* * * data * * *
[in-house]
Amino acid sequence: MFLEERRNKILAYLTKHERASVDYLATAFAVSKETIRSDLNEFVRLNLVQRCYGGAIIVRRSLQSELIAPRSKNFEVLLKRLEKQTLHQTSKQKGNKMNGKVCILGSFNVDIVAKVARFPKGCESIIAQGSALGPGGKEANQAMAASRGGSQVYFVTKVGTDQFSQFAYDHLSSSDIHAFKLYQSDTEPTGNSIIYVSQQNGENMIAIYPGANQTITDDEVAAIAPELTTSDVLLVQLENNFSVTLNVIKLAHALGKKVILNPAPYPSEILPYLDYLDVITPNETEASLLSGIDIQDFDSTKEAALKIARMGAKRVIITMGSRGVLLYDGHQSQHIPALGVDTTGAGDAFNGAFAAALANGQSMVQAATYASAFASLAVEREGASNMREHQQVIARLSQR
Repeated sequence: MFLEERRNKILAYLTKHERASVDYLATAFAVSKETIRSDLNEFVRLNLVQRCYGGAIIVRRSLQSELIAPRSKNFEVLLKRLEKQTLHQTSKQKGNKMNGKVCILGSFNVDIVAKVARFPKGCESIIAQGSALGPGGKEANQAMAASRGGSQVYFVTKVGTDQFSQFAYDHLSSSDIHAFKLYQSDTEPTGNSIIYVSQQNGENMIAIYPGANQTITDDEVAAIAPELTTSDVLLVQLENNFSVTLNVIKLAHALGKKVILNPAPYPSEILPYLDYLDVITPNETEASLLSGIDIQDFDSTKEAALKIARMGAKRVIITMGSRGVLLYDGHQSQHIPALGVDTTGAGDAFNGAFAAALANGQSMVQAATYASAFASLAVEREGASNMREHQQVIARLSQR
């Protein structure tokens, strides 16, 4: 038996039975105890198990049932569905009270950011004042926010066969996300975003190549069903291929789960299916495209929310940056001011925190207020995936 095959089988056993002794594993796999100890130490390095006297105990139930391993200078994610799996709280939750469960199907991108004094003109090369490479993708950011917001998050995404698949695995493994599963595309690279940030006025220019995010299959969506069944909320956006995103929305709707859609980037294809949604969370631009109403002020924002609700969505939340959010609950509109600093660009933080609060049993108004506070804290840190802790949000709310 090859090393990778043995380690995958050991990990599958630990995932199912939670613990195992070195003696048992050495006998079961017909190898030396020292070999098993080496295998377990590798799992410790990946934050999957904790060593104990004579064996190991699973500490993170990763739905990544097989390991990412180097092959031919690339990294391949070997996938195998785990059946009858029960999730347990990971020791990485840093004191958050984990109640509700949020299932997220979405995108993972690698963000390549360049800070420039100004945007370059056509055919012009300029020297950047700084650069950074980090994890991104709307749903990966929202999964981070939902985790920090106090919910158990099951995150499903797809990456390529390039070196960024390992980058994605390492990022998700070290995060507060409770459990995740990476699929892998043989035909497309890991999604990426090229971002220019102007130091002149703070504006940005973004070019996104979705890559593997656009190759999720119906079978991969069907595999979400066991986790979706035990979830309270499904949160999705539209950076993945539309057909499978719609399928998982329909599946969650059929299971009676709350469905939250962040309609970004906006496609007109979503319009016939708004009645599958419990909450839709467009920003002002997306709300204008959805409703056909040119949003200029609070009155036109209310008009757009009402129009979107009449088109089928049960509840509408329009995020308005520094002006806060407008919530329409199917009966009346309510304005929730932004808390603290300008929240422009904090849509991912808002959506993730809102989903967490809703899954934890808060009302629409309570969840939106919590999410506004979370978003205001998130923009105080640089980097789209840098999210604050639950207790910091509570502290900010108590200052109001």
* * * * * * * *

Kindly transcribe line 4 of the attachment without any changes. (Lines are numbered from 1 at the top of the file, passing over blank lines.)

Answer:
């Protein structure tokens, strides 16, 4: 038996039975105890198990049932569905009270950011004042926010066969996300975003190549069903291929789960299916495209929310940056001011925190207020995936 095959089988056993002794594993796999100890130490390095006297105990139930391993200078994610799996709280939750469960199907991108004094003109090369490479993708950011917001998050995404698949695995493994599963595309690279940030006025220019995010299959969506069944909320956006995103929305709707859609980037294809949604969370631009109403002020924002609700969505939340959010609950509109600093660009933080609060049993108004506070804290840190802790949000709310 090859090393990778043995380690995958050991990990599958630990995932199912939670613990195992070195003696048992050495006998079961017909190898030396020292070999098993080496295998377990590798799992410790990946934050999957904790060593104990004579064996190991699973500490993170990763739905990544097989390991990412180097092959031919690339990294391949070997996938195998785990059946009858029960999730347990990971020791990485840093004191958050984990109640509700949020299932997220979405995108993972690698963000390549360049800070420039100004945007370059056509055919012009300029020297950047700084650069950074980090994890991104709307749903990966929202999964981070939902985790920090106090919910158990099951995150499903797809990456390529390039070196960024390992980058994605390492990022998700070290995060507060409770459990995740990476699929892998043989035909497309890991999604990426090229971002220019102007130091002149703070504006940005973004070019996104979705890559593997656009190759999720119906079978991969069907595999979400066991986790979706035990979830309270499904949160999705539209950076993945539309057909499978719609399928998982329909599946969650059929299971009676709350469905939250962040309609970004906006496609007109979503319009016939708004009645599958419990909450839709467009920003002002997306709300204008959805409703056909040119949003200029609070009155036109209310008009757009009402129009979107009449088109089928049960509840509408329009995020308005520094002006806060407008919530329409199917009966009346309510304005929730932004808390603290300008929240422009904090849509991912808002959506993730809102989903967490809703899954934890808060009302629409309570969840939106919590999410506004979370978003205001998130923009105080640089980097789209840098999210604050639950207790910091509570502290900010108590200052109001």